FSSAI lists guidelines to stop sub-standard products from entering the country
New Delhi, January 14:
The Food Safety and Standards Authority of India (FSSAI) has listed stricter norms for licensing, documentation, packaging, labelling as well as suspension or cancellation of food importers’ licences, to stop sub-standard products entering the country.
The FSSAI, on Thursday, came out with a notice for operationalisation of the Food Safety and Standards (Food Import) Regulations, 2016 for food importers.
Among the various documents that the food importers will need to submit along with the application for clearance, include recall plan and declaration of regulatory status of food in the county of origin.
The documents must also include submission of declaration that the food is permitted for human consumption from the country of origin as well as the status of regulation of the product in the location of the parent company (if the parent company is located in another location from country of manufacture).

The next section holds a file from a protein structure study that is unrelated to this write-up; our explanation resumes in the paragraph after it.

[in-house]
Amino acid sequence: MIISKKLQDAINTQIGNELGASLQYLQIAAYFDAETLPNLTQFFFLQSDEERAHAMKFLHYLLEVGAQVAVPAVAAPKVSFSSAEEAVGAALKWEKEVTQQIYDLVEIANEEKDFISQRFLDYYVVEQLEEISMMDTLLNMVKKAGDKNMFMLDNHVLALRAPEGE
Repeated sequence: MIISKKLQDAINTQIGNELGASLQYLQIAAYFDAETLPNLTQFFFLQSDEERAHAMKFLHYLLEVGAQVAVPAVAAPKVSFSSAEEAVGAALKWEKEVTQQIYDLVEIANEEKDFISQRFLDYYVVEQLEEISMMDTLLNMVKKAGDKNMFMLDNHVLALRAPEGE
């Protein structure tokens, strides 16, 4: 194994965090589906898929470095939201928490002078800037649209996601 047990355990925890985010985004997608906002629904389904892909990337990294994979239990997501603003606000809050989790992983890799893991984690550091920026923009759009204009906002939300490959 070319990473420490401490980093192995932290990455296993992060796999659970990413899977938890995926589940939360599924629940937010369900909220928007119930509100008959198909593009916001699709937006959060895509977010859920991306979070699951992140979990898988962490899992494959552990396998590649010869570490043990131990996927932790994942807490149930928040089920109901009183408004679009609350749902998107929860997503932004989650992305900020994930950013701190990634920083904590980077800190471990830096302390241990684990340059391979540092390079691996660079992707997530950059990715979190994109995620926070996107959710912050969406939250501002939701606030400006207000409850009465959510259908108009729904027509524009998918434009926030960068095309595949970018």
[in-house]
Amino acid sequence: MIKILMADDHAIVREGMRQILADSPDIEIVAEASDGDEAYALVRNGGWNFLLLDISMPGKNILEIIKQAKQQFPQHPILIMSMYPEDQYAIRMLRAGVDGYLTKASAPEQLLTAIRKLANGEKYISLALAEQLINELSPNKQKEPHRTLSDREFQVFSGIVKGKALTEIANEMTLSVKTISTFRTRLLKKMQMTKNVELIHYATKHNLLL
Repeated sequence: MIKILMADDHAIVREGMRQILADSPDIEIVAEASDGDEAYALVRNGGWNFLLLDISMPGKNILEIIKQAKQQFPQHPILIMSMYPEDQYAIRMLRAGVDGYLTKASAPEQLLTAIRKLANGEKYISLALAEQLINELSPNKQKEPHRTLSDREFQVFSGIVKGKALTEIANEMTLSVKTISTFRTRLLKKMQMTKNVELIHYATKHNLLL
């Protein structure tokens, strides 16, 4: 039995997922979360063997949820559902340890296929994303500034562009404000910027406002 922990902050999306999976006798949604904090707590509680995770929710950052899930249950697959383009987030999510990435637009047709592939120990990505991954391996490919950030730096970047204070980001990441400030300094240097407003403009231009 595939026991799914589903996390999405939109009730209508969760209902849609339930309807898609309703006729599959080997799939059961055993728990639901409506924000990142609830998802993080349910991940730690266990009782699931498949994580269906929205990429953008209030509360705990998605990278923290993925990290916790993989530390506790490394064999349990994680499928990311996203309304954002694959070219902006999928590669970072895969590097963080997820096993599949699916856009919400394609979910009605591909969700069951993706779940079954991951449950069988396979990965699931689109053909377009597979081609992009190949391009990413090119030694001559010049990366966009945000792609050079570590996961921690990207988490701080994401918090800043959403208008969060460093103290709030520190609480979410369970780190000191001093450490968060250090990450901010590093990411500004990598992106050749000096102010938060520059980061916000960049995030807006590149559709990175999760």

Food importers will also have to submit the list of transit countries through which the imported food product has transited before reaching India as well as the temperature profile report in case the food item is required to be shipped in cold chain conditions.
Storage conditions
In addition, if food items require special storage conditions, the authorised officer will verify the true storage conditions before clearance from air cargo operator or shipping operator and if those special storage facilities were available in the storage facilities.
Besides, outlining labelling norms, the regulations also offer a review process for aggrieved food importers.
The guidelines for clearance of imported food by the food authority include that the food importer will need to be present at the customs area to facilitate inspection and drawing samples.
“In the event of the food importer or his Custom House Agent not being present to facilitate the inspection and sampling in spite of two opportunities having been granted, the Authorized Officer shall refuse to grant further opportunity for inspection and sampling of the food consignment. Any further appointment in this behalf may be granted by the CEO or his Authorized representative after levy of suitable penalty on the Food Importer as may be prescribed by the Authority from time to time,” the regulations states.